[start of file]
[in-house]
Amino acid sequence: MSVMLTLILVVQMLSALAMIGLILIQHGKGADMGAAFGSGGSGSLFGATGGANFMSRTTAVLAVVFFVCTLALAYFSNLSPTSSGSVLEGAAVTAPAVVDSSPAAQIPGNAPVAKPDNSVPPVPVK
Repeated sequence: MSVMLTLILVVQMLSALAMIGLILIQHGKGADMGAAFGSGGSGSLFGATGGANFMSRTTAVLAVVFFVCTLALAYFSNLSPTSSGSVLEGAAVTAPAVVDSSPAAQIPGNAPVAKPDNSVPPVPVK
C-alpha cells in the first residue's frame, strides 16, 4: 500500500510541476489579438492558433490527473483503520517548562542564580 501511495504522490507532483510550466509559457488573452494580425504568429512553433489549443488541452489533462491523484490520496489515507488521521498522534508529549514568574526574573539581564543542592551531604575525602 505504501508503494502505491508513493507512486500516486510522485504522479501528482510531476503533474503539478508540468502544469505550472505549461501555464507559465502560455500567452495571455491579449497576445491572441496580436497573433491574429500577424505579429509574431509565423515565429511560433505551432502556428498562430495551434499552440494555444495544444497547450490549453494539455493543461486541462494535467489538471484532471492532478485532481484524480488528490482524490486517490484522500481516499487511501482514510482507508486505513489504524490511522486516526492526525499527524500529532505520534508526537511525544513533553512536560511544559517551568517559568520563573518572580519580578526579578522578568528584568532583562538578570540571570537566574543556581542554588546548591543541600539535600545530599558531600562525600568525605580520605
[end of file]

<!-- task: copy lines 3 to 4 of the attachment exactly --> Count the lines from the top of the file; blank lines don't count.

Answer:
Repeated sequence: MSVMLTLILVVQMLSALAMIGLILIQHGKGADMGAAFGSGGSGSLFGATGGANFMSRTTAVLAVVFFVCTLALAYFSNLSPTSSGSVLEGAAVTAPAVVDSSPAAQIPGNAPVAKPDNSVPPVPVK
C-alpha cells in the first residue's frame, strides 16, 4: 500500500510541476489579438492558433490527473483503520517548562542564580 501511495504522490507532483510550466509559457488573452494580425504568429512553433489549443488541452489533462491523484490520496489515507488521521498522534508529549514568574526574573539581564543542592551531604575525602 505504501508503494502505491508513493507512486500516486510522485504522479501528482510531476503533474503539478508540468502544469505550472505549461501555464507559465502560455500567452495571455491579449497576445491572441496580436497573433491574429500577424505579429509574431509565423515565429511560433505551432502556428498562430495551434499552440494555444495544444497547450490549453494539455493543461486541462494535467489538471484532471492532478485532481484524480488528490482524490486517490484522500481516499487511501482514510482507508486505513489504524490511522486516526492526525499527524500529532505520534508526537511525544513533553512536560511544559517551568517559568520563573518572580519580578526579578522578568528584568532583562538578570540571570537566574543556581542554588546548591543541600539535600545530599558531600562525600568525605580520605